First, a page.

Mandroid Review

Deformity, invisibility and a potential murderous cyborg in Romania.

The term ‘mandroid’ first cropped up in a Charles Band picture in 1986. The film was Eliminators, in which – according to the tagline on the poster – mandroid, mercenary, scientist and ninja teamed up to put a stop to Roy Dotrice’s evil plans to travel back in time and become emperor of Ancient Rome. Aimed at a more youthful audience than Band’s usual output, this was the producer’s attempt at cashing-in on the robot/cyborg market which was proving particularly lucrative during the decade (think Star Wars’ droids, The Terminator, RoboCop, Short Circuit, et al). He was clearly determined to do so as that same year also saw the release of Robot Holocaust via his Empire International Pictures distribution firm. Soon afterwards came Robot Jox, The Occultist (about a cyborg private eye) and Crash and Burn plus more besides, meaning that, when Mandroid arrived on videotape in August 1993, Band was something of a veteran of this particular subgenre.

By 1993 it was also common practice for a Band production, now under the Full Moon banner and mostly intended for a VHS audience, to be shot somewhere in Europe. Thus Mandroid followed in the footsteps of vampire pic Subspecies (and its sequels) by setting up shop in Bucharest. The Romanian setting allows for a Cold War dimension to a plot that is, quite frankly, a hodgepodge of ideas and incident. The mandroid itself is a humanoid robot controlled by a virtual reality-type helmet. It was invented purely as a scientific tool: the mandroid can do tasks humans cannot, specifically the creation of a brand new element derived from a rare fungus, though it doesn’t take someone who’s seen far too many robots-gone-wrong movies to see its potential for destruction. Indeed, when its two inventors have a falling out over whether they should sell their creation to the US or not, it looks as though Mandroid will be heading in that direction. But first, the slight runtime must also find the room for digressions into telekinesis, deformity and invisibility.

During the accompanying ‘VideoZone’ making-of featurette, it is pointed out that the screenplay underwent a series of last-minute changes just as the cast and crew were beginning to touch down in Romania. Perhaps this explains the messiness as Mandroid seems to be uncertain as to what kind of film it wants to be – action movie, mad scientist revenge flick, Cold War thriller? Screenwriting duo Jackson Barr and Earl Kenton were more at home penning erotic thrillers than they were horror and sci-fi efforts (though Barr had earned credits on Subspecies and Bad Channels among others) which, arguably, also adds to the confusion. The other ‘VideoZone’ revelation – besides comments on the state of bad Romanian coffee – is that director Jack Ersgard struggled to communicate with much of his crew. He was brought in by Band on the strength of his first feature, the Swedish supernatural horror Besökarna (aka The Visitors) from 1988, and yet for his first English-language venture found himself working in Romania with predominantly local talent. Under such circumstances is it any surprise that the final product feels a little confused?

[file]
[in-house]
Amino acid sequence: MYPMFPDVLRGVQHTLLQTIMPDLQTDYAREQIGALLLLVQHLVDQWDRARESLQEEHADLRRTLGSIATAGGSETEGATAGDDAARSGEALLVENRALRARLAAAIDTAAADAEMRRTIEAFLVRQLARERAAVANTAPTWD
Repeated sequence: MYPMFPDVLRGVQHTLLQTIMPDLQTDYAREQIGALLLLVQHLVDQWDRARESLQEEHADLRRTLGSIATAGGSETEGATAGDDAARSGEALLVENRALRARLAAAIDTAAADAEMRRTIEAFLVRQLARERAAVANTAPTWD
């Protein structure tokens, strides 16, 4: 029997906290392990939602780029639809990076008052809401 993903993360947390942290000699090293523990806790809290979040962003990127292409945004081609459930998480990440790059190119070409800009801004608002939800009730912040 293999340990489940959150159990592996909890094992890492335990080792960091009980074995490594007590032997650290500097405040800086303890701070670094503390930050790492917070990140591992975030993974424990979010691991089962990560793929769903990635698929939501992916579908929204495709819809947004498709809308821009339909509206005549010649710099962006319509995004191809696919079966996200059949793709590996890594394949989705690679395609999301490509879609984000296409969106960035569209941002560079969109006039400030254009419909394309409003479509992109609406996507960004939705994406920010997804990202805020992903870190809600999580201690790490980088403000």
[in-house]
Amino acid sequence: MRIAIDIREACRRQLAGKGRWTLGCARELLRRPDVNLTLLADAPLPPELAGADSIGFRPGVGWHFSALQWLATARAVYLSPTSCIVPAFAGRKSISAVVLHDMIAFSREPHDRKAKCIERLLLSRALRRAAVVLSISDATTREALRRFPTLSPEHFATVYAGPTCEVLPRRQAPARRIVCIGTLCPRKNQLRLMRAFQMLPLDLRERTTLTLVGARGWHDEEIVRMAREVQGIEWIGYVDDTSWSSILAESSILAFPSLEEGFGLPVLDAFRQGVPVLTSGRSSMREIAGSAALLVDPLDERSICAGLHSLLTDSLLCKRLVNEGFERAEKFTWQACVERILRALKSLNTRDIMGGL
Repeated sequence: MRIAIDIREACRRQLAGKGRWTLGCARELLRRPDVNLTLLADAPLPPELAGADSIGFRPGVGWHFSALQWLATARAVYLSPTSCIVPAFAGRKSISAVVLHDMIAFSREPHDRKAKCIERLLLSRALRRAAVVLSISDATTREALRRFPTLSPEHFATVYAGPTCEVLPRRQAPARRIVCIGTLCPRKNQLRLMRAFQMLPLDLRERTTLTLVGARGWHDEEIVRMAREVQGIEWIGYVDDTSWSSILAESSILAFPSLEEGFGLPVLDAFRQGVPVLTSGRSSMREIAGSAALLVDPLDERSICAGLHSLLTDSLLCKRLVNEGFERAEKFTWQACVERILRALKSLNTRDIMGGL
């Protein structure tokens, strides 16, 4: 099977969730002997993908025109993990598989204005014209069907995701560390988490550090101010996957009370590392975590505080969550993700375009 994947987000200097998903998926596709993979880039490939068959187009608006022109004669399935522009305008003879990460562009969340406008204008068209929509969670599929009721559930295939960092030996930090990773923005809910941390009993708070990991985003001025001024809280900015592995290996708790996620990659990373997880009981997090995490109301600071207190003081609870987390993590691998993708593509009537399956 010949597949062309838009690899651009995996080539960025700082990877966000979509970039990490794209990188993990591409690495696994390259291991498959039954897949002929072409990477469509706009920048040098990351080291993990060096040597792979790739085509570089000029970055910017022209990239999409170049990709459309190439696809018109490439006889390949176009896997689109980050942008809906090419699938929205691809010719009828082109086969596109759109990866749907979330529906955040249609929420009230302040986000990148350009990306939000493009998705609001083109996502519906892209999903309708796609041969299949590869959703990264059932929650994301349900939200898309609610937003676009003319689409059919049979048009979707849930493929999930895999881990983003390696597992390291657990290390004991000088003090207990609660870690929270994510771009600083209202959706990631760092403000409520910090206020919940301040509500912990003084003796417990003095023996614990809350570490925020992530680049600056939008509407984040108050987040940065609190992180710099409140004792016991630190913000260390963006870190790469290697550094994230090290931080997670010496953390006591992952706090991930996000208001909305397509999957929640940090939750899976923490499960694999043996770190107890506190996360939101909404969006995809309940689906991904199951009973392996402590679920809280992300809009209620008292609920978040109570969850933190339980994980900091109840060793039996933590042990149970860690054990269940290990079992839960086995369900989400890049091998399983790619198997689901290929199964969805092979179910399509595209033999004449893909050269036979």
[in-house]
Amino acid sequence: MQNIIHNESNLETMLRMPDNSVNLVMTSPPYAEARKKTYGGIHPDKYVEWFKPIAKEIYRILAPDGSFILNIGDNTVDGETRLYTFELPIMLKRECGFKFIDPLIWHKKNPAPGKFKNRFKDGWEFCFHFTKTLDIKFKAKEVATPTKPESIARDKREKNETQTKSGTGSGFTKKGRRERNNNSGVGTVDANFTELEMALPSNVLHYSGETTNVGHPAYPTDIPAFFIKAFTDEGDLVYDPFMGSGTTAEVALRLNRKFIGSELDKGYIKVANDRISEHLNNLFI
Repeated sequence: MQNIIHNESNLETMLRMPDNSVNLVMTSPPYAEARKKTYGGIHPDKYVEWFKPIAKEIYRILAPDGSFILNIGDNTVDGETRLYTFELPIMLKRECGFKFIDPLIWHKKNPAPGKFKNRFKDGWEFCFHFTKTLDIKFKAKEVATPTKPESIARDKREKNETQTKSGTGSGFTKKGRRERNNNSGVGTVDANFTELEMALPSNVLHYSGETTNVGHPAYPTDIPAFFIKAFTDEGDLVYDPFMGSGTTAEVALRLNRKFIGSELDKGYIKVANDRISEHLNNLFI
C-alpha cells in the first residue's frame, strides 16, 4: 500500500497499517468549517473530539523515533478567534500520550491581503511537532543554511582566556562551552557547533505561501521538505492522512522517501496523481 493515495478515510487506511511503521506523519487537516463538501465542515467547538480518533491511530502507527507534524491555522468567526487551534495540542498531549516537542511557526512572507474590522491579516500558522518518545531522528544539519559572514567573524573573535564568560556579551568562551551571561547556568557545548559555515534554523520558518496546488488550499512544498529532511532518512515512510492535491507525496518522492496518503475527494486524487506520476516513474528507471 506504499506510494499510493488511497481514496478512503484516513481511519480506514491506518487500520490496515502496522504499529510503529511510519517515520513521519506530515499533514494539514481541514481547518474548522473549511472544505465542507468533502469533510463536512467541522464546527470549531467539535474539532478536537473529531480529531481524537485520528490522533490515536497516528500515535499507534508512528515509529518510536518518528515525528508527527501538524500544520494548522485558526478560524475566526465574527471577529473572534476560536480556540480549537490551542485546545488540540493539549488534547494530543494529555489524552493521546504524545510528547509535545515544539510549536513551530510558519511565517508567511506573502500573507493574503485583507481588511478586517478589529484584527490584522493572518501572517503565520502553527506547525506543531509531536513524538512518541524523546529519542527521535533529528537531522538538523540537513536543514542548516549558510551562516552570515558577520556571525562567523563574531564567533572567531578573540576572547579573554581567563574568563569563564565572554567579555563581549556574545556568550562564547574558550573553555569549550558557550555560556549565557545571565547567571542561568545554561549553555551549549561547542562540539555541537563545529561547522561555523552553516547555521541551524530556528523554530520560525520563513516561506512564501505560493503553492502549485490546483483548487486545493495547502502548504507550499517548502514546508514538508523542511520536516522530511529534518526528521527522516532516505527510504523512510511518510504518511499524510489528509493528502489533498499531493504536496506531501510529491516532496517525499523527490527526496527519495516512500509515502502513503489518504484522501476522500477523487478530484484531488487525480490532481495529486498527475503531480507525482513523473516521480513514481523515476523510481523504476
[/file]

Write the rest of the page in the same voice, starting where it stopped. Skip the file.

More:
With that, I’ve yet to meet a Band production from his VHS heyday that I’ve actively disliked, and Mandroid is no different. It’s gamely played (Ersgard even managed to sneak his brother Patrik, co-writer of Besökarna, onto the cast list), as energetic as you would expect from a film pulling in so many directions and, consequently, never dull for a moment. Yes, it’s a mess and, yes, it can make for a frustrating viewing experience at times, but there’s still fun to be had with its mishmash of genre thrills. Band, at this point in his career, was putting his name to at least ten pictures a year, so we can hardly expect the greatest of quality control, and yet he had a knack for putting together unpretentious little entertainments that refused to take themselves too seriously and, as a result, asked that their viewers did likewise. In this respect, Mandroid is up to the task and Band clearly thought so too – a spin-off, Invisible: The Chronicles of Benjamin Knight, arrived just months later.


Mandroid is the eighth addition to 88 Films’ Grindhouse Collection. The Region 0 disc houses the film itself plus its original VideoZone featurette (a ten-minute ‘making of’ that appeared on the VHS after the movie) and a selection of trailers. Utilising an old master, the film isn’t in the best of shapes. Though the image remains clean, its general softness has also led to some contrast boosting and artificial sharpening resulting in prominent edge enhancement and a slightly washed-out look. The presentation is in a 1.33:1 aspect ratio as per the original video release. The original Ultra Stereo mix appears on the soundtrack in DD2.0 form and provides no major problems. Optional subtitles, English or otherwise, are not available.

Anthony Nield

Updated: Mar 19, 2013

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